Being fair can be particularly tricky when you're an organization that prides itself on being open and democratic. That's the challenge facing the U.S. Green Building Council (USGBC) as it moves closer to a vote on whether to change its standards to a system intended to permit more wood groups to have their green certifications qualify for LEED points. Its main problem: Who will get to vote?
On most issues, the USGBC settles issues by letting all 16,000 of its members vote. But for the wood-certification fight–one of the longest-lasting, most contentious battles the green building movement has ever seen–USGBC leaders decided to restrict the voting population to a "consensus body." In such a group, none of its three major constituencies (users, producers, and general interest) can constitute more than 50% of the voters.
Earlier this summer, USGBC invited its members to opt into the group. After the opt-in period ended July 21, the council was planning to review who opted in and decide whether, as USGBC senior vice president Scot Horst put it, the consensus body is "naturally balanced." There was no word by press time of what USGBC had determined.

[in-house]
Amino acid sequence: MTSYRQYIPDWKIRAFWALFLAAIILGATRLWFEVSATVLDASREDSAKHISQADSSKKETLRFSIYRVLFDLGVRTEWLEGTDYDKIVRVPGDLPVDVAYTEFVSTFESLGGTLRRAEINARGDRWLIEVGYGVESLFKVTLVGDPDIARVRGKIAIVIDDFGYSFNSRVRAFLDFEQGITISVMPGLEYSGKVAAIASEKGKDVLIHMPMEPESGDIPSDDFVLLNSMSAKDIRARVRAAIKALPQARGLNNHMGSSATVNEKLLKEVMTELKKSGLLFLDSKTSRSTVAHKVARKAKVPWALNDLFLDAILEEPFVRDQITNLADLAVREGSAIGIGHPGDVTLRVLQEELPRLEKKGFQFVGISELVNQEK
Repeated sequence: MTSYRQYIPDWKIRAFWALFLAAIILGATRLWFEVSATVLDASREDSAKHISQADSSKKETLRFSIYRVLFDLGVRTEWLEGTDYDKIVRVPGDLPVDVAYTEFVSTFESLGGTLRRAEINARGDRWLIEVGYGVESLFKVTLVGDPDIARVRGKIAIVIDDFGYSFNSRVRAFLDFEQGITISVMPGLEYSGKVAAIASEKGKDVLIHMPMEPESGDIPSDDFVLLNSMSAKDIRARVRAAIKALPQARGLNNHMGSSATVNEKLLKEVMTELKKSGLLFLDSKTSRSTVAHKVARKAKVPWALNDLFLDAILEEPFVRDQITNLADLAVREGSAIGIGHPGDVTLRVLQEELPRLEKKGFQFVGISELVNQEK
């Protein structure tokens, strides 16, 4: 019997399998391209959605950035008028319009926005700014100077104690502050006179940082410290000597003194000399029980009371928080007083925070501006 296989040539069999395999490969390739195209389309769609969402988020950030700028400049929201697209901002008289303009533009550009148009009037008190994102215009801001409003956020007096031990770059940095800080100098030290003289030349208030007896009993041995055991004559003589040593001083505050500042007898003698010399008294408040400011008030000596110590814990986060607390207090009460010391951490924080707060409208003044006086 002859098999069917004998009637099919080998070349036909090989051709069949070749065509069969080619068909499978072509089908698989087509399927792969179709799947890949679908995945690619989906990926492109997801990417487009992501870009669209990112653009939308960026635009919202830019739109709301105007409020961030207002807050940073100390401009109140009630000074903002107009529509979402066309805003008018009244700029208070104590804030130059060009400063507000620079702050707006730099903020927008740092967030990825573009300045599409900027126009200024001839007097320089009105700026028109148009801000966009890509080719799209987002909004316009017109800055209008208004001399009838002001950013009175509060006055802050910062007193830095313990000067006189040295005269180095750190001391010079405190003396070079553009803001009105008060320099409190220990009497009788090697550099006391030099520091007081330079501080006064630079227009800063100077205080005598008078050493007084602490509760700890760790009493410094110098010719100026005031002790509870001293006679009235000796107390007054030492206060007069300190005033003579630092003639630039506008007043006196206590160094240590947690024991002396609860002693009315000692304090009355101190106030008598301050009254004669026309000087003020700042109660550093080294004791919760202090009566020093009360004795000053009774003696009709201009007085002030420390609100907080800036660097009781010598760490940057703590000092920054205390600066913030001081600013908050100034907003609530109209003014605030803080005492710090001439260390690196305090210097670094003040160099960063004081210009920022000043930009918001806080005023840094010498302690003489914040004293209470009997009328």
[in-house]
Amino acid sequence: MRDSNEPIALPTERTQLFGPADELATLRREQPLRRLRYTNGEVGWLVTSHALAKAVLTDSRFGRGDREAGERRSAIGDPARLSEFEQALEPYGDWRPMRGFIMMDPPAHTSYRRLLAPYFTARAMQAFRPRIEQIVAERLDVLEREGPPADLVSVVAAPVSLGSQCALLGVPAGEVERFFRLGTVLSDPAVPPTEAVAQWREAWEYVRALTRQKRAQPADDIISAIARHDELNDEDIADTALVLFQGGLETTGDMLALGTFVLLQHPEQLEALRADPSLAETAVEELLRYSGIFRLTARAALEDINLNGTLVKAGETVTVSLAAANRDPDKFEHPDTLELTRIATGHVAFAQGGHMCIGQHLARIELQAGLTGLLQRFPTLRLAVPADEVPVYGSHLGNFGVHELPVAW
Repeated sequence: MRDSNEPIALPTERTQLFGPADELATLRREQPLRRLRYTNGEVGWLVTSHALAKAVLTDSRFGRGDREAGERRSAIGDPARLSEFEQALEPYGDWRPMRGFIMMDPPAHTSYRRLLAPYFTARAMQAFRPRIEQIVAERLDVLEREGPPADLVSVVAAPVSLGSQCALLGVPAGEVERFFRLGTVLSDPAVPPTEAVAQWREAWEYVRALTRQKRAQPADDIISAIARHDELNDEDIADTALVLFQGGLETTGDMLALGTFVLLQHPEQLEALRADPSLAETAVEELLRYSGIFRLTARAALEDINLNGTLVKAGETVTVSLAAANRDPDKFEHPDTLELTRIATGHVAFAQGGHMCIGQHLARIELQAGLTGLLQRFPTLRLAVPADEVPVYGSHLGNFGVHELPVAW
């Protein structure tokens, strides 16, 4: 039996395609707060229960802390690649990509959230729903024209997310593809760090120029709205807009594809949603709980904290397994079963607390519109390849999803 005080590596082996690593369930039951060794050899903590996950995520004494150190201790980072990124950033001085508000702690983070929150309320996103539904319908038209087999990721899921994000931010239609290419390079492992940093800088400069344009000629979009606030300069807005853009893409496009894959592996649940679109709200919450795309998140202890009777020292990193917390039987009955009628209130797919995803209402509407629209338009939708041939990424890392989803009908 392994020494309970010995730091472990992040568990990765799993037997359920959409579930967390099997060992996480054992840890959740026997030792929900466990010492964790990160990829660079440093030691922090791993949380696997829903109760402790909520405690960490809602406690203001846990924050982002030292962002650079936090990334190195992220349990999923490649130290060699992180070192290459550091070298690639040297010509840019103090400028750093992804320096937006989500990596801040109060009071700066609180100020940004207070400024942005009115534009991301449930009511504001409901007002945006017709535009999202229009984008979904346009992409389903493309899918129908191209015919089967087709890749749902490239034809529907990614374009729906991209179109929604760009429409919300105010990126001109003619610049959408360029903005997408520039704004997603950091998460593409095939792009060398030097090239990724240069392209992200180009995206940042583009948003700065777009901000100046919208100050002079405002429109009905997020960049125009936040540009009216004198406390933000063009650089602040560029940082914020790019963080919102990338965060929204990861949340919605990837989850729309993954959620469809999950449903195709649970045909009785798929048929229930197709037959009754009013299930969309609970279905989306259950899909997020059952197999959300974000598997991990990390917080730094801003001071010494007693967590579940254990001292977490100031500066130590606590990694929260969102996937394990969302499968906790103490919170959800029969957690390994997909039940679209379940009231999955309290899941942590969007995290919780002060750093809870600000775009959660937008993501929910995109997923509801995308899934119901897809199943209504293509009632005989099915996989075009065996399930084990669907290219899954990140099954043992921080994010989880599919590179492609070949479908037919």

Horst couldn't say what would happen if it turns out that one of the three constituencies makes up more than 50% of the opt-ins. "That would present a unique challenge," he told ProSales, adding later: "That's something we'll have to deal with coming up." As yet, USGBC hasn't revealed what it would do.
All this matters because of the split between people who regard it as unfair that only wood certified by the Forest Stewardship Council qualifies for LEED points and those who believe the other certification schemes are pawns of the timber interests and don't represent the best green practices. The pro-change forces, led by the Sustainable Forestry Initiative (SFI), have argued that a USGBC panel has ignored them as the panel drafted standards that would have to be met by any wood-certification group seeking LEED recognition.
SFI lately hasn't spent much time lobbying USGBC or its members who have the power to decide the issue. Instead, SFI and its allies have invested much of their time recruiting governors, members of Congress, and ordinary citizens to press USGBC to open its standards.